Tempo looks to take on iOS's Calendar app with latest update

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Just as Siri serves as a personal assistant on your iPhone, Tempo wants to be a personal assistant for managing appointments and events. And with the latest version of its Tempo Smart Calendar app, due out Thursday, the company thinks it has just the offering to match your iPhone’s built-in Calendar app.

The Siri connection is not coincidental. Like Siri, Tempo got its start as a research project at SRI International before being spun out as its own business. And like Siri, Tempo relies on artificial intelligence and natural language for its bag of tricks. The difference: While Siri is primarily aimed at answering the questions you ask, Tempo looks through your contacts, documents, and emails to bring relevant information to the meetings and events you’ve got booked on your calendar.

Tempo Smart Calendar pulls info from your contacts, email, and elsewhere to attach relevant information to your meetings and appointments.

By connecting Tempo to your calendar data, email client, and address book, the app pulls data for the events you’ve scheduled, making them accessible directly from your calendar listings. The app can even grab related documents, let you browse LinkedIn profiles for meeting attendees, and provide directions and estimated driving times to where you’re meeting.

On top of that, Tempo already offers a number of impressive features. For instance, there’s a button you can press to let meeting participants know when you’re running late with just a few taps, saving you the trouble of having to pound out an apologetic email. As someone who finds himself on the business end of a lot of conference calls, I also like Tempo’s ability to store passcode information—just tap a button to enter that code when prompted rather than having to remember a string of digits.

As nice as those features are, though, earlier versions of Tempo suffered from a few notable limitations. Version 1.0.8 of Tempo Smart Calendar looks to change that. Released Thursday, the update adds a number of small-yet-significant features designed to more fully flesh out the app.

“In my opinion, this is the first version of Tempo since its launch that’s really a full replacement experience [for iOS’s Calendar app],” said Tempo CEO Raj Singh when we talked this week. “You’d be hard-pressed to find something you can do in the native Calendar that you can’t do in Tempo with this release.”

One of Tempo’s handier features is an I’m Running Late button that lets you alert other meeting participants.

Thursday’s update adds the ability to accept and decline event invitations from Tempo—a major request from users, according to Singh. Tempo now indexes archived email in addition to the messages in your inbox and sent folders, which will be a welcome addition for users of both Gmail and the Mailbox email manager for iOS. Other additions include what Singh describes as a “number of finer-grained things”—improved alert and reminder options, greater options for setting recurring events, and the ability to set the time zone for meetings and events happening across the country. (That latter addition is sure to be cheered by business travelers who use Tempo.)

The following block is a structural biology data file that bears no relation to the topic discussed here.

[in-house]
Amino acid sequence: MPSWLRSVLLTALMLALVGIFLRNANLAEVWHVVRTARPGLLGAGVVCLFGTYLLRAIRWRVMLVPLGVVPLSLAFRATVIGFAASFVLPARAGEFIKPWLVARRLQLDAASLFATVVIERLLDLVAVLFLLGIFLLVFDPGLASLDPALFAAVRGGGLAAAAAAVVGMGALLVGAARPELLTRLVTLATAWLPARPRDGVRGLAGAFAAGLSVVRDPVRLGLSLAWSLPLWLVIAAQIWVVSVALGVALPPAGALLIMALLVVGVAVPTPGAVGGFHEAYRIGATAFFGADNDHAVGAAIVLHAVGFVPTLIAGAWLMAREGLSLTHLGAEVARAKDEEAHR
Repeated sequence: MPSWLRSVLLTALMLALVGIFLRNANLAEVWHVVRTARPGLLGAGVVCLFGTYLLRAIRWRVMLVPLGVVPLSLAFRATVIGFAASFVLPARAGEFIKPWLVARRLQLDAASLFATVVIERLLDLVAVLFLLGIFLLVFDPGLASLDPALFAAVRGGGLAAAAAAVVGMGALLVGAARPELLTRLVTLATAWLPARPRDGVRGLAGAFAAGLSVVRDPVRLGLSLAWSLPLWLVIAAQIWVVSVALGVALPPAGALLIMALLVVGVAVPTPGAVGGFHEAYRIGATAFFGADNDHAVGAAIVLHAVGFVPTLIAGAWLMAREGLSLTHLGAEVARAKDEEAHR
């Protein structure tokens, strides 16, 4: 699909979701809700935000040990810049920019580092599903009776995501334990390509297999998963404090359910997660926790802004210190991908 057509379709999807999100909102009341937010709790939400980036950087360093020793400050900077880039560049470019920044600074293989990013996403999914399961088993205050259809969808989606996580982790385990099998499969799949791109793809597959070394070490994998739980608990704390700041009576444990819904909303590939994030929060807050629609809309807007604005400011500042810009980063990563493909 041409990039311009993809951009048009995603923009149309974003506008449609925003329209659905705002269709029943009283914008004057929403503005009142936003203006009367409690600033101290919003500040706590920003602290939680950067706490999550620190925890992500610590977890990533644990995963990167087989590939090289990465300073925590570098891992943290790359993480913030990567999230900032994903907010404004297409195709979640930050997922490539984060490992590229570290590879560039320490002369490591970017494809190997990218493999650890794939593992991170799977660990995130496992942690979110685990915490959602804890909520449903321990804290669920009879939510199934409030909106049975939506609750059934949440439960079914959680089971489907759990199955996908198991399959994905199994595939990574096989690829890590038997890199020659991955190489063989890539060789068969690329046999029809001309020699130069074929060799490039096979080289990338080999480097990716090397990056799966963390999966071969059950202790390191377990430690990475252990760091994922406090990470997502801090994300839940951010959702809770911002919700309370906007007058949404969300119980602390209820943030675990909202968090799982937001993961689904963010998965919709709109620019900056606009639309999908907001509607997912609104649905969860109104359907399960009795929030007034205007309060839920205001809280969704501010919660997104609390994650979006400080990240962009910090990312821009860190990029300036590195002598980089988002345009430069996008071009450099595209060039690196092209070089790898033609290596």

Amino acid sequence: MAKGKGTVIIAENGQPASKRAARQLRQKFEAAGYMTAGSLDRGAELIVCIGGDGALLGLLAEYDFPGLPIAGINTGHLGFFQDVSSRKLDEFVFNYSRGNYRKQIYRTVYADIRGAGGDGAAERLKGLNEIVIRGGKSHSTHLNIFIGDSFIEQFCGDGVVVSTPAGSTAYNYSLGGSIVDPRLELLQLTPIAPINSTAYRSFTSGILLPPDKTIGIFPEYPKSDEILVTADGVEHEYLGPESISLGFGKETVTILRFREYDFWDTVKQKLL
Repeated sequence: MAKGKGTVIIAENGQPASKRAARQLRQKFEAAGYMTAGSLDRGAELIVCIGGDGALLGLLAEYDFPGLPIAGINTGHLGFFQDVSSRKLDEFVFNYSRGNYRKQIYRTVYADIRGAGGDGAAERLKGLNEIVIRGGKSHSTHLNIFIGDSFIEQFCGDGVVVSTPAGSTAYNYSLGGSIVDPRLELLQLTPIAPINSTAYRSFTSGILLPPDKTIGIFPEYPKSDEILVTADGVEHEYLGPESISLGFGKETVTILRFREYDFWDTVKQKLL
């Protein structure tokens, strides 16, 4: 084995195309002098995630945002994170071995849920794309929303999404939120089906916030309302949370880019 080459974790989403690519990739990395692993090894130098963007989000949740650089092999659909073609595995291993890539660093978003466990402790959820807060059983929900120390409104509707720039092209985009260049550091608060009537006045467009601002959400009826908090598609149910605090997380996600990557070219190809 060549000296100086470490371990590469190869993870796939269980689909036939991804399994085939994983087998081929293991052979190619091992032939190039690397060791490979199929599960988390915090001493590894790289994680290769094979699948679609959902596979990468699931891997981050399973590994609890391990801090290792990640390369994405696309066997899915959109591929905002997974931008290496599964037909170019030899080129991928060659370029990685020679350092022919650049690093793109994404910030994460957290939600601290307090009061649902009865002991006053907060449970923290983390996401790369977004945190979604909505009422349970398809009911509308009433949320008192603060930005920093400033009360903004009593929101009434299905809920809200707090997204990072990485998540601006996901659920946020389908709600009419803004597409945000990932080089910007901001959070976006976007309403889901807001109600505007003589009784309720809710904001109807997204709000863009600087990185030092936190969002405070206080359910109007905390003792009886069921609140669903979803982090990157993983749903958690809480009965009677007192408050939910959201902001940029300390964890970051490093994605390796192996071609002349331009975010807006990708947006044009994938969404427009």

It’s a welcome set of enhancements that should improve upon an already solid calendaring app. That said, Tempo isn’t without some quirks. In my admittedly limited time with the app, I found the suggested location feature to be more confusing than helpful. For my daughter’s weekly swim lesson, for example, Tempo suggested that we meet at a restaurant with a name similar to the athletic club where my kid learns to paddle and kick. This is, of course, just a suggested location and indicative of Tempo’s stated mission as a way for primarily managing business meetings. Even so, the suggested location for a check-in meeting with my boss, whose office is less than a dozen steps from my desk, was a restaurant 27 minutes away by car. Using Tempo more will fix a lot of this, of course, as the app uses its artificial intelligence to learn more about me and my preferences. Also, in its initial releases, Singh says, Tempo has shied away from explicit learning in which users train the app, as that often proves to be a turn-off to adapting new technologies. That said, the ability to edit locations may find its way into a future version of the app.

Still, Tempo offers a promising calendaring tool, particularly for business users unimpressed by the lackluster Calendar app that Apple includes on the iPhone. The additions delivered in version 1.0.8 provide even more reason to give Tempo a shot.

Tempo is available for iPhone users in the U.S. and Canada, with plans to eventually expand to other countries. The app requires iOS 5.0 or later.

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